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Updated: August 5th, 2013 3:21pm
Everson Griffen has come 'a long way,' taking football seriously now

Everson Griffen has come 'a long way,' taking football seriously now

by Andrew Krammer
1500ESPN.com
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MANKATO, Minn. -- Minnesota Vikings coach Leslie Frazier smiled and shook his head, seemingly bursting at the seams to give an answer that is three years in the making.

What's the biggest difference you've seen in Everson Griffen from his rookie season?

"He's come a long way, a long way," Frazier said. "He's really grown up. As you can recall, there were some moments there that were a little tenuous. I wondered then, in 2013, would we talk about Everson being a part of our team."

Those tenuous moments in January 2011, when Griffen was arrested twice in the span of three days for public intoxication and felony battery of a police officer, were tipping points for not only Frazier, but also for the player who couldn't seem to get out of his own way.

"There comes a point in your life that you have to take your job seriously and take care of [your family]," Griffen said. "And that's what I'm trying to do."

After attempting to flee from a traffic stop on January 31, 2011, Griffen was Tasered by a Los Angeles police officer and was found to have been driving with an invalid license. Around the same time, players from his alma mater, the University of Southern California, were banned from attending Griffen's Super Bowl party in Las Vegas because of the risk of being in the news for the wrong reasons.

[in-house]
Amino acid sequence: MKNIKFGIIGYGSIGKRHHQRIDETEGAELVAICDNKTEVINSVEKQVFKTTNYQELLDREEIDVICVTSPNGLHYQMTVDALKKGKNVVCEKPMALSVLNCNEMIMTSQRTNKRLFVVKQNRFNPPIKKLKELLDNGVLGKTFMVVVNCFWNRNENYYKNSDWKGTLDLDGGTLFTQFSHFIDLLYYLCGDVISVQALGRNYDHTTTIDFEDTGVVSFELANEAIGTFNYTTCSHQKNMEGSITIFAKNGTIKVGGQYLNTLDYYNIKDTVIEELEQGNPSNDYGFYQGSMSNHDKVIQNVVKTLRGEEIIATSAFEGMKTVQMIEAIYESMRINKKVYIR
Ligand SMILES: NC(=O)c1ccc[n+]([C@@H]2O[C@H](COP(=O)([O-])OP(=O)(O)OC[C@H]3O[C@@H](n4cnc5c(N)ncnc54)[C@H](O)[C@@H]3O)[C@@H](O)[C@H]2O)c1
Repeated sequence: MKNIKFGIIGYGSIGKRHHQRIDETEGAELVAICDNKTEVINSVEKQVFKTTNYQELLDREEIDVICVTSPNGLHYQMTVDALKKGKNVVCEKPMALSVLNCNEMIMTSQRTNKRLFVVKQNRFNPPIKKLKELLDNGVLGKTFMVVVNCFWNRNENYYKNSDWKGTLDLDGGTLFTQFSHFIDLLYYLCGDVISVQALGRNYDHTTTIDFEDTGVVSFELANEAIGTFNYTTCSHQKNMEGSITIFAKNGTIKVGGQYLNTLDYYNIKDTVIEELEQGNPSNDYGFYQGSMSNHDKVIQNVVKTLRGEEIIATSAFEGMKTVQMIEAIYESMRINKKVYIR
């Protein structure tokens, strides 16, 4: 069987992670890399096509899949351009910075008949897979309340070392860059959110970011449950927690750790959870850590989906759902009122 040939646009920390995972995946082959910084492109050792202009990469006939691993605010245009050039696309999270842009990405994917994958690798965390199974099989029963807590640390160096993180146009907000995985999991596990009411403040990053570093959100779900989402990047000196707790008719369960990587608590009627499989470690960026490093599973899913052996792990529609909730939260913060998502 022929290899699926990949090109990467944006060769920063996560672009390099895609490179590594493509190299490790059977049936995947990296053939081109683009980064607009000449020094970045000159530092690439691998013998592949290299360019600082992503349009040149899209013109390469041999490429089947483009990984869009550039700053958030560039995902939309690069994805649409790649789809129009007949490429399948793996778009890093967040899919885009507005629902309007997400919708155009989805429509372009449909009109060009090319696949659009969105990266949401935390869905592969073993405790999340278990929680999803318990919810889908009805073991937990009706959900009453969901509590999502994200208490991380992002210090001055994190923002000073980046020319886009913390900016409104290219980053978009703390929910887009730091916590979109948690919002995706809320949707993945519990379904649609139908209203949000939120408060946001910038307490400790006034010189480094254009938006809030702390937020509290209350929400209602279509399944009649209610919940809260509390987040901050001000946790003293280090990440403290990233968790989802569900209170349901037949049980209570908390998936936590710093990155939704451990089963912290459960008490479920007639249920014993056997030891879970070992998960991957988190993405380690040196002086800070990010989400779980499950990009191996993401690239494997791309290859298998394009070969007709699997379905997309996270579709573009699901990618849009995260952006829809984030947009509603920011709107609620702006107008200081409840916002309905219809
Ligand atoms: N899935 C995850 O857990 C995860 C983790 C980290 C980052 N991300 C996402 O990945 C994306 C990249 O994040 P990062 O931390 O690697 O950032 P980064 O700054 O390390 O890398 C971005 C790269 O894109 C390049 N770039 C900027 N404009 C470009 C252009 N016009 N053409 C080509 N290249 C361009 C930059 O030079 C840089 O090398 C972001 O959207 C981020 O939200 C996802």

"But a credit to him, and his maturation, to move away from some of those things that really would inhibit his growth as a player and as a person," Frazier said. "We did some things to help him and encourage him, but we tried that with a lot of players and at times they want to do their own thing. In Everson's case, he wanted to listen, he wanted to make some changes and it's an ongoing process."

Frazier beamed at the podium when talking about Griffen's off-the-field transformation, but it's his continuous improvement on the field that widens Frazier's smile just a little bit more.

Griffen, primarily an inside pass rusher, stepped in at defensive end for injured Brian Robison against St. Louis and recorded his first interception and first touchdown off a zone drop. Robinson returned, pushing Griffen into the backup role once again, but he still managed to record four sacks in the final two games, finishing second on the team with nine sacks overall.

So far in training camp, Griffen has lined up as the one-technique in the Vikings' often used nickel formation and is the rotational defensive end when Jared Allen or Robison need rest.

"When a guy is performing at the level Everson is performing, you have to find ways to get him on the field," Frazier said. "He's shown he's deserving of that. We'll see if he can remain consistent, right now he's off to a great start."

Andrew Krammer covers the Minnesota Vikings for 1500ESPN.com. He previously covered the Gophers men's basketball team for the Minnesota Daily.
Email Andrew | @andrew_krammer
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